under the chairmanship of Jack Cunningham (Lord Cunningham of Felling), a former Cabinet Minister in Tony Blair’s 1997 Government. He was selected for the post through a regional public appointments process.
Secretariat support for the Board will be provided by Renew, an organisation set up to assist businesses looking to maximise the economic opportunities and carbon reductions achievable from the application of low carbon energy and environmental technologies.
Lord Cunningham today said: "Ultimately, the establishment of the board is a clear statement of intent from the public and private sectors that they want to work together to dramatically improve the North East’s waste management processes.
"The region is rich in companies fulfilling our waste processing requirements, but currently they are lacking the framework in which to coordinate activity to operate with maximum effectiveness and with a common goal in mind.
"The Board fills precisely this leadership role and we’re delighted with the buy-in from high level private sector businesses. With their help and support and the backing of the public sector we will ensure the region develops a waste management policy that is fit for the 21st century."
To meet Government targets, 45 per cent of household refuse and 67 per cent of municipal waste will need to be redirected away from landfill by 2015.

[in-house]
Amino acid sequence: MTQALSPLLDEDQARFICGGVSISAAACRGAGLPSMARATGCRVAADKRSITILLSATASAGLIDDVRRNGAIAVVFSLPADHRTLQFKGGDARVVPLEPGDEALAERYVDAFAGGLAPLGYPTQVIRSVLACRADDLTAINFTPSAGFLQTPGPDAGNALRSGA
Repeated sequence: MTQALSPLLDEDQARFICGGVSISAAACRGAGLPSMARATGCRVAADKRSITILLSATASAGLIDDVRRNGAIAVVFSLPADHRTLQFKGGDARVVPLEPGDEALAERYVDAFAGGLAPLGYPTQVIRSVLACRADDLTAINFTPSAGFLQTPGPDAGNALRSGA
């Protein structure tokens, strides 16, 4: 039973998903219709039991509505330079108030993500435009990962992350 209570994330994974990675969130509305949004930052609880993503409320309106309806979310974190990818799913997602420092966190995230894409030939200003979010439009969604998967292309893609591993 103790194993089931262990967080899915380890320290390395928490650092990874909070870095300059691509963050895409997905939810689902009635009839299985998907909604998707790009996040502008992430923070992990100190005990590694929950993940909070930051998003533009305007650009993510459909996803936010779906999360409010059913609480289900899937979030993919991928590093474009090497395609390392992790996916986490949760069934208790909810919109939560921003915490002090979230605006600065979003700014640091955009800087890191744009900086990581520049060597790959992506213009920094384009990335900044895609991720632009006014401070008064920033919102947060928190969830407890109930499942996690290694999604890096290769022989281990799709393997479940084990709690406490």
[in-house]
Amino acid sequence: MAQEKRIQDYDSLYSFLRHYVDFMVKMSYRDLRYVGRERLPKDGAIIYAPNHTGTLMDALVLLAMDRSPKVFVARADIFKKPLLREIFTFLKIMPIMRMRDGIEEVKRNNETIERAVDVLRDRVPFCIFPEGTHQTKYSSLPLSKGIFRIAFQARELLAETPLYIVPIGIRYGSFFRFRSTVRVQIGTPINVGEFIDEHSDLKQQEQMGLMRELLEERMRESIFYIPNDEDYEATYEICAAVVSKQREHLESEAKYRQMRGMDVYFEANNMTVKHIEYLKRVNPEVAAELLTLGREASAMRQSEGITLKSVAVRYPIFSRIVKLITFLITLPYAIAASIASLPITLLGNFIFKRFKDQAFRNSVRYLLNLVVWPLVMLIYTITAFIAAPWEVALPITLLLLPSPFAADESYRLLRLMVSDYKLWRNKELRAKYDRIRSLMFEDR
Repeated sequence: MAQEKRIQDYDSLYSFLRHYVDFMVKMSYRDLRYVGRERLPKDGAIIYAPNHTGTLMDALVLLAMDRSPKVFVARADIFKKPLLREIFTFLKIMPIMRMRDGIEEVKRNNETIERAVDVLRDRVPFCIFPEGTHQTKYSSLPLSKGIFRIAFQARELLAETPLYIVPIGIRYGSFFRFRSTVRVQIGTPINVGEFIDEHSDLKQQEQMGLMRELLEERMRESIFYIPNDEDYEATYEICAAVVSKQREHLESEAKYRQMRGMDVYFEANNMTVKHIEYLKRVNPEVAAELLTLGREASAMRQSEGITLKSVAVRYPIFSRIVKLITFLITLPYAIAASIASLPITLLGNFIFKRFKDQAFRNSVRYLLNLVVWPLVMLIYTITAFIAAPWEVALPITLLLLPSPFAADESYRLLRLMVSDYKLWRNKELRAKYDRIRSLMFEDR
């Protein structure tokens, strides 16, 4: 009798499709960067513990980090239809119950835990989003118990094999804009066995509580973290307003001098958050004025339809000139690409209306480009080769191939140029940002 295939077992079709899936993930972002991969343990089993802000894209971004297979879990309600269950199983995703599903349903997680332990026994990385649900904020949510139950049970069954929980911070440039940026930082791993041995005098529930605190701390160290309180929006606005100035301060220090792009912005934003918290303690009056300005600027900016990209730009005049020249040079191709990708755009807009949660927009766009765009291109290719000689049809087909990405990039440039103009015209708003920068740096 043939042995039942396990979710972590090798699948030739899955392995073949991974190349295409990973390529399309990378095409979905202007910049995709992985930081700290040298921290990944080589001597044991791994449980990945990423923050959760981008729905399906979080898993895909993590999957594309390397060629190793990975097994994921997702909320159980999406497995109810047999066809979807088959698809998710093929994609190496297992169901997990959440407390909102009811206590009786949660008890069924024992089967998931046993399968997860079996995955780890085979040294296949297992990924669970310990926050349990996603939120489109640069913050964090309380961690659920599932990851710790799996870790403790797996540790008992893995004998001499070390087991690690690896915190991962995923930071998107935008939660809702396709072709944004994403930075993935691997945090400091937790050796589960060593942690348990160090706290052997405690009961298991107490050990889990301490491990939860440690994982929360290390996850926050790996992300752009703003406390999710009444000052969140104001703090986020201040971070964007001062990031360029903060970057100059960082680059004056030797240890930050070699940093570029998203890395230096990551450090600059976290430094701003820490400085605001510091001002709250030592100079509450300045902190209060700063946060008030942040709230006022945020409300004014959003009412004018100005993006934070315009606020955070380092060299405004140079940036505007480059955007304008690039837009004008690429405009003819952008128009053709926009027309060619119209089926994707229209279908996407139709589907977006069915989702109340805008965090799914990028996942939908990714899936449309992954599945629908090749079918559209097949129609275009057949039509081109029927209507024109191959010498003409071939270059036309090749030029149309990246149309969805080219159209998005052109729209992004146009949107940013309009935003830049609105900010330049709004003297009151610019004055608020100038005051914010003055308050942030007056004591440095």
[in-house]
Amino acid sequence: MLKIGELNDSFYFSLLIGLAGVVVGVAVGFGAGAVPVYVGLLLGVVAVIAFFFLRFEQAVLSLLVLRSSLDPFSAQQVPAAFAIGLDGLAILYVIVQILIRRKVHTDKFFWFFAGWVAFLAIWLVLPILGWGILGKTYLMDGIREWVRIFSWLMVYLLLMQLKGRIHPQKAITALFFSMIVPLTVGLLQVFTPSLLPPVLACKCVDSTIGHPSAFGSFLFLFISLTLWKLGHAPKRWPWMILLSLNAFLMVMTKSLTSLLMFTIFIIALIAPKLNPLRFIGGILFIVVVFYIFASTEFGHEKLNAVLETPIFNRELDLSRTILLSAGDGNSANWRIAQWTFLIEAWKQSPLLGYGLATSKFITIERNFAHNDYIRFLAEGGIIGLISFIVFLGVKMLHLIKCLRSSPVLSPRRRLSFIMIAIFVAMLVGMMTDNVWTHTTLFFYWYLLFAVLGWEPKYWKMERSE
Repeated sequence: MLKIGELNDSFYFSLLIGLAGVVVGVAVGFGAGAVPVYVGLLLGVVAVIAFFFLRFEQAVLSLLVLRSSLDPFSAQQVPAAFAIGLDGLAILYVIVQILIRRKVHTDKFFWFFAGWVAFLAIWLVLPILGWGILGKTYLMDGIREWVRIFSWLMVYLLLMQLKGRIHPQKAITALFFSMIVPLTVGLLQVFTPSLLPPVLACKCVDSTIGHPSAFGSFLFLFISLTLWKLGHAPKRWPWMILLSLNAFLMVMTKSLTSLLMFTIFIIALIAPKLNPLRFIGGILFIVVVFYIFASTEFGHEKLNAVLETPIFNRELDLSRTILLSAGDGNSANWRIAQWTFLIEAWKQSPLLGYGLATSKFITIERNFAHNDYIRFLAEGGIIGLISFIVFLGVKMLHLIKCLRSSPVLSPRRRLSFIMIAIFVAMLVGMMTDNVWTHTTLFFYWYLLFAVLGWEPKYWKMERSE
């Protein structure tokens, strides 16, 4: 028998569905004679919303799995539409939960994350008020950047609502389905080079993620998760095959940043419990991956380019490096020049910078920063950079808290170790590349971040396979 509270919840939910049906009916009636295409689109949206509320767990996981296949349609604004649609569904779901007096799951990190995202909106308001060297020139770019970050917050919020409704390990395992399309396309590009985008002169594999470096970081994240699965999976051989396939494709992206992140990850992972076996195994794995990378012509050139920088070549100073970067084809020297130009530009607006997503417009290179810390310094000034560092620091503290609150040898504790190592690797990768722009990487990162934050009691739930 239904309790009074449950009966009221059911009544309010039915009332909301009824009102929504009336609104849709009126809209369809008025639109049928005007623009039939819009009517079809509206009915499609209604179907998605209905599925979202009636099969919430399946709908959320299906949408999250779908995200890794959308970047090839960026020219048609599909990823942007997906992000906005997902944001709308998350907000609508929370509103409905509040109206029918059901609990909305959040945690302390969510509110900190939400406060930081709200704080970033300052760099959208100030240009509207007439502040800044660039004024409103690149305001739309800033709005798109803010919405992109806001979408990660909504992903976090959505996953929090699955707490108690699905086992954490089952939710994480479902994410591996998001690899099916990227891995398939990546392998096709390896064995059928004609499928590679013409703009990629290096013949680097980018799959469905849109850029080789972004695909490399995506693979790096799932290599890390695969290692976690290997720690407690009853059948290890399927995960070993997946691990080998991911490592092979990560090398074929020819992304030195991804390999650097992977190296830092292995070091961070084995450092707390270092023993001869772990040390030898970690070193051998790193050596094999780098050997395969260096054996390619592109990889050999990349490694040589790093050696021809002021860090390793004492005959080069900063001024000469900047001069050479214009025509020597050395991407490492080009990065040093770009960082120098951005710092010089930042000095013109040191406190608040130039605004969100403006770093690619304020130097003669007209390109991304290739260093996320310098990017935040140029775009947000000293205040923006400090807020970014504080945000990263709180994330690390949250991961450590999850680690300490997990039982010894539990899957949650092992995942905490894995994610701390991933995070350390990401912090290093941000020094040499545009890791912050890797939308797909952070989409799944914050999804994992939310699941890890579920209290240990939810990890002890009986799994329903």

This, coupled with a need to reduce national greenhouse gases by ten million tonnes by 2020, predominately through low carbon energy generation, means waste recycling is set to become a key economic growth area. It is one the North East will be ideally placed to capitalise on if it has a coherent strategy in place, said Lord Cunningham.
He added: "There is huge momentum gathering behind the movement to extract maximum value from waste and the North East cannot afford to miss the opportunity."
The Board will play a leading role influencing waste collection and recycling practices, minimising the volume sent to landfill and managing used resources. Its wide-ranging remit will cover household, commercial and industrial, construction and demolition and hazardous wastes.
The Board’s first aim is to develop a coherent Regional Resource Management Plan designed to position the sustainable resource sector as an integral part of emerging proposals for a Regional Strategy.
In addition, the Board will be the main channel of communication between the National Waste Strategy Board and regional partners.
John Barton, Director of Renew, who will be working closely with the Board said: "Once waste is seen as a valuable resource that can be given a second life, its economic potential and job creation opportunities are huge, and the North East Sustainable Resources Board is going to play a key role in helping us unlock those possibilities.
"It’s very exciting to be the first region outside London to establish a sustainable resources board and hopefully it will help us steal a march on other regions wishing to make a virtue out of waste," he added.
The Board’s overall remit has been agreed by a group of around 20 regional organisations from industry, local authorities, Government agencies and academia to ensure every aspect of the sector is represented. The 12 Board members are being picked to best reflect these interests.